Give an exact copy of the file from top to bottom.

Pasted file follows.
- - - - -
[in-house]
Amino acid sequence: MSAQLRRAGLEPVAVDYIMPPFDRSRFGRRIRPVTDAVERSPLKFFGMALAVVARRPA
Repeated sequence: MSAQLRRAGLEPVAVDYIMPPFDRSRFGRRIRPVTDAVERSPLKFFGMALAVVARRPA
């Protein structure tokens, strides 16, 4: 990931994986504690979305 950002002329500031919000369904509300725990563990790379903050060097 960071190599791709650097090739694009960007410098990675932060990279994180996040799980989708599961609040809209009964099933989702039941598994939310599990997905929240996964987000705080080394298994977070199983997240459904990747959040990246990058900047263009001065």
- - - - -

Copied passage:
[in-house]
Amino acid sequence: MSAQLRRAGLEPVAVDYIMPPFDRSRFGRRIRPVTDAVERSPLKFFGMALAVVARRPA
Repeated sequence: MSAQLRRAGLEPVAVDYIMPPFDRSRFGRRIRPVTDAVERSPLKFFGMALAVVARRPA
């Protein structure tokens, strides 16, 4: 990931994986504690979305 950002002329500031919000369904509300725990563990790379903050060097 960071190599791709650097090739694009960007410098990675932060990279994180996040799980989708599961609040809209009964099933989702039941598994939310599990997905929240996964987000705080080394298994977070199983997240459904990747959040990246990058900047263009001065």